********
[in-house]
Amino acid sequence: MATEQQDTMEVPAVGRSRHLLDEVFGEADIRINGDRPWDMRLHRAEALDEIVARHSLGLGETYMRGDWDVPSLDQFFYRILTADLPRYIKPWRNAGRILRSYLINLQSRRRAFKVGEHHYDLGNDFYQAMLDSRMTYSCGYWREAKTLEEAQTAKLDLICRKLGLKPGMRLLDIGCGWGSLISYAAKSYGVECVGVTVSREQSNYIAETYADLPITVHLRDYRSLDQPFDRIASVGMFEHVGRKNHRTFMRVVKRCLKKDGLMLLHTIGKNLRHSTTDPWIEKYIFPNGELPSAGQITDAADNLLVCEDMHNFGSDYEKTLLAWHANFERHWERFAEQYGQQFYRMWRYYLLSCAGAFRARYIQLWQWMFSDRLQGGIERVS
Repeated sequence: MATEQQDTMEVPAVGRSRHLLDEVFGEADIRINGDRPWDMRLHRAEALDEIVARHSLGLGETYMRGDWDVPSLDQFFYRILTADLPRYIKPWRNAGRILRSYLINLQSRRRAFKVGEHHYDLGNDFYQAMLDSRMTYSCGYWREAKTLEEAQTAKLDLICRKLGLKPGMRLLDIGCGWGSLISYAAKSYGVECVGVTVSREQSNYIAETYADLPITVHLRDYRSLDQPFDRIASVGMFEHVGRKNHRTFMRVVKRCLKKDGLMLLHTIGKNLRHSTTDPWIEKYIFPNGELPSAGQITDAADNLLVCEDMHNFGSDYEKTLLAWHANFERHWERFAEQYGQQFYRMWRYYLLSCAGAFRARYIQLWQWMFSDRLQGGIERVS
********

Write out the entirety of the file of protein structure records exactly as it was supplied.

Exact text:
[in-house]
Amino acid sequence: MATEQQDTMEVPAVGRSRHLLDEVFGEADIRINGDRPWDMRLHRAEALDEIVARHSLGLGETYMRGDWDVPSLDQFFYRILTADLPRYIKPWRNAGRILRSYLINLQSRRRAFKVGEHHYDLGNDFYQAMLDSRMTYSCGYWREAKTLEEAQTAKLDLICRKLGLKPGMRLLDIGCGWGSLISYAAKSYGVECVGVTVSREQSNYIAETYADLPITVHLRDYRSLDQPFDRIASVGMFEHVGRKNHRTFMRVVKRCLKKDGLMLLHTIGKNLRHSTTDPWIEKYIFPNGELPSAGQITDAADNLLVCEDMHNFGSDYEKTLLAWHANFERHWERFAEQYGQQFYRMWRYYLLSCAGAFRARYIQLWQWMFSDRLQGGIERVS
Repeated sequence: MATEQQDTMEVPAVGRSRHLLDEVFGEADIRINGDRPWDMRLHRAEALDEIVARHSLGLGETYMRGDWDVPSLDQFFYRILTADLPRYIKPWRNAGRILRSYLINLQSRRRAFKVGEHHYDLGNDFYQAMLDSRMTYSCGYWREAKTLEEAQTAKLDLICRKLGLKPGMRLLDIGCGWGSLISYAAKSYGVECVGVTVSREQSNYIAETYADLPITVHLRDYRSLDQPFDRIASVGMFEHVGRKNHRTFMRVVKRCLKKDGLMLLHTIGKNLRHSTTDPWIEKYIFPNGELPSAGQITDAADNLLVCEDMHNFGSDYEKTLLAWHANFERHWERFAEQYGQQFYRMWRYYLLSCAGAFRARYIQLWQWMFSDRLQGGIERVS